Meet 'The Six': This Honda CBX-Powered Custom Gem Will Be Worth Admiring for Years to Come

The Six 17 photos
Photo: Revival Cycles
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Many factors have contributed to Revival Cycles' success over the years, from actively promoting custom bike culture to building countless masterpieces you simply can’t ignore. Never satisfied with creating a run-of-the-mill project, Alan Stulberg's artisans are continuously trying to keep things fresh from one build to the next, and this has paid dividends. However, The Six is still one of the raddest machines they’ve built to this day.
It was the second commission received from the Haas Moto Museum of Dallas, Texas, and we could literally spend hours poring over all the details. As the main source of inspiration for this build, the client proposed Georges Roy’s Majestic – a spectacular art-deco gem introduced back in 1929. Of course, The Six is devoid of any bodywork unlike the Majestics of yore, but its stance is a clear nod to their anatomy.

First things first, Revival had to pick a solid powerplant to act as their starting point. They found what they needed on a Honda CBX1000, with the added benefit of an exhilarating six-cylinder soundtrack to spice everything up. The inline-six powerplant is a standout feature in and of itself, exhaling via a stainless-steel exhaust system that runs a six-into-six layout. All the silencers are neatly stacked on the right-hand side of the rear hoop.

Speaking of the motorcycle’s footgear, the guys sourced a massive pair of 28-inch wheels to match the engine’s hefty proportions, as well as the overall design language of the bike. Their skinny rims are enveloped in grey vintage-style rubber fore and aft – not the best in terms of grip, but an excellent choice for this specimen from a cosmetic standpoint.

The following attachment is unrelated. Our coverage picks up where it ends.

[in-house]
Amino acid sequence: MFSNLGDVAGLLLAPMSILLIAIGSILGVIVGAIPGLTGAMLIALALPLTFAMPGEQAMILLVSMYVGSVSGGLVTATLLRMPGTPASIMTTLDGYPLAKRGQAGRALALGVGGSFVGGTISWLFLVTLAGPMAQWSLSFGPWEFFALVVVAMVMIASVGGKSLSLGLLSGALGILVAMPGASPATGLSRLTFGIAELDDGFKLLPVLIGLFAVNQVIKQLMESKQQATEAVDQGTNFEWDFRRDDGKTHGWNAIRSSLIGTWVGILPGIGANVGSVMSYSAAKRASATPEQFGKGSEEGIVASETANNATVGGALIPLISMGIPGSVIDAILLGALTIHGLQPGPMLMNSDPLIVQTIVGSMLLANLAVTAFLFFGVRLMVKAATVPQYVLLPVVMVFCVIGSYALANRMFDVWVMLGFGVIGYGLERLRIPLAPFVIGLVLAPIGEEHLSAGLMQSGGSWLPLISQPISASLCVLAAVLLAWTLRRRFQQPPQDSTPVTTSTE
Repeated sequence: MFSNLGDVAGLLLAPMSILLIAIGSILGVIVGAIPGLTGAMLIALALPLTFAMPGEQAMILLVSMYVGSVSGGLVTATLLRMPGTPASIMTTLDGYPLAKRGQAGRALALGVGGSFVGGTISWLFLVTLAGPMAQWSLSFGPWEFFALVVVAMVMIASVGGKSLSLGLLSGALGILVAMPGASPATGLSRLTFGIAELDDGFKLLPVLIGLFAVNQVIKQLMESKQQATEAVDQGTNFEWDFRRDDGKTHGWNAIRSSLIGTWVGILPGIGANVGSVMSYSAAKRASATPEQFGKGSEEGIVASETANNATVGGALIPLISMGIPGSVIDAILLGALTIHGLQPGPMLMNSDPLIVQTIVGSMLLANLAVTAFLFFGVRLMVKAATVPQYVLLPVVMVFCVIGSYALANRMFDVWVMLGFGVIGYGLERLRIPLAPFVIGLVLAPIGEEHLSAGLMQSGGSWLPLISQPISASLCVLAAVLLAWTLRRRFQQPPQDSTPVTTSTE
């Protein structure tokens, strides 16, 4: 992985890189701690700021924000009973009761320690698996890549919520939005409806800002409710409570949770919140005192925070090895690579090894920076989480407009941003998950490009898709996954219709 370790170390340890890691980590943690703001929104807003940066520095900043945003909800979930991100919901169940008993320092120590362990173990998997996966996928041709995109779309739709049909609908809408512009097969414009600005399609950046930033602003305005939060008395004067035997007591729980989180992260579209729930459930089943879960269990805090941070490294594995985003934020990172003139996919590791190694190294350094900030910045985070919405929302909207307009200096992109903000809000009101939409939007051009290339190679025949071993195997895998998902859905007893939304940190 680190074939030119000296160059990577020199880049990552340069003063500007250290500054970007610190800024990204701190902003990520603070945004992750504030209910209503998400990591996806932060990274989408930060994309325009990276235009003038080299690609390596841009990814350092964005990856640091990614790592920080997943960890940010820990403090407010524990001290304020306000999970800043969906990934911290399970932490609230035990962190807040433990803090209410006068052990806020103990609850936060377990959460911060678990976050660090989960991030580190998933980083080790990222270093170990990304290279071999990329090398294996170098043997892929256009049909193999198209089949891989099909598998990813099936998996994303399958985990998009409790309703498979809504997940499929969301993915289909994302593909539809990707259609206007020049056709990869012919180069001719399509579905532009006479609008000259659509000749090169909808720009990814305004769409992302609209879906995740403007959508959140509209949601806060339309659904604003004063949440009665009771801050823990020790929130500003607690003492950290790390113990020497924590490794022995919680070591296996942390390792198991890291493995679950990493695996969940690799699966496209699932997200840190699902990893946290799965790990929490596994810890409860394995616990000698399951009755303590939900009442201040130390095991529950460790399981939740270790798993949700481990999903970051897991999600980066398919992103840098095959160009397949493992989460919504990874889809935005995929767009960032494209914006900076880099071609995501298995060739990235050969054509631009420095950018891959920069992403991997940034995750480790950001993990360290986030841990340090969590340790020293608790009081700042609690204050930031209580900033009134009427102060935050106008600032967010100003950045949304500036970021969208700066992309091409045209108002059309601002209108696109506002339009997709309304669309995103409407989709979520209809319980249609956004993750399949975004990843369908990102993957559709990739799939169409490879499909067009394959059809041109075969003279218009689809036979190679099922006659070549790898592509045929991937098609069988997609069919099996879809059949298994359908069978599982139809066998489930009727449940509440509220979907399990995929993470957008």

Next up, the squad came up with functional front and rear swingarms, basing their designs on digital renderings. Steering is done via control arms, and suspension duties are assigned to Ohlins shock absorbers with tailor-made linkage systems. Then there’s the minimalistic framework holding everything together – yet another intricate structure built entirely from scratch.

Right behind the steering head and incredibly neat handlebar, you’ll find a boxy fuel tank whose capacity was nothing but an afterthought. We’re greeted by a stylish saddle further back, neatly suspended on a simple subframe that’s slender yet rigid. Gear changes are performed by way of a hand shifter, while the brakes and clutch are engaged via foot controls.

This allowed for the cockpit area to be kept incredibly tidy, with no dials, mirrors, or levers to speak of. The Six is also devoid of any lighting hardware, as the bare-bones aesthetic chosen by Revival left no room for any clutter. Of course, this is more of a show bike rather than something even remotely close to a practical motorcycle, but we’re sure it looks right at home in the Haas Moto Museum.
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About the author: Silvian Secara
Silvian Secara profile photo

A bit of an artist himself, Silvian sees two- and four-wheeled machines as a form of art, especially restomods and custom rides. Oh, and if you come across a cafe racer article on our website, it’s most likely his doing.
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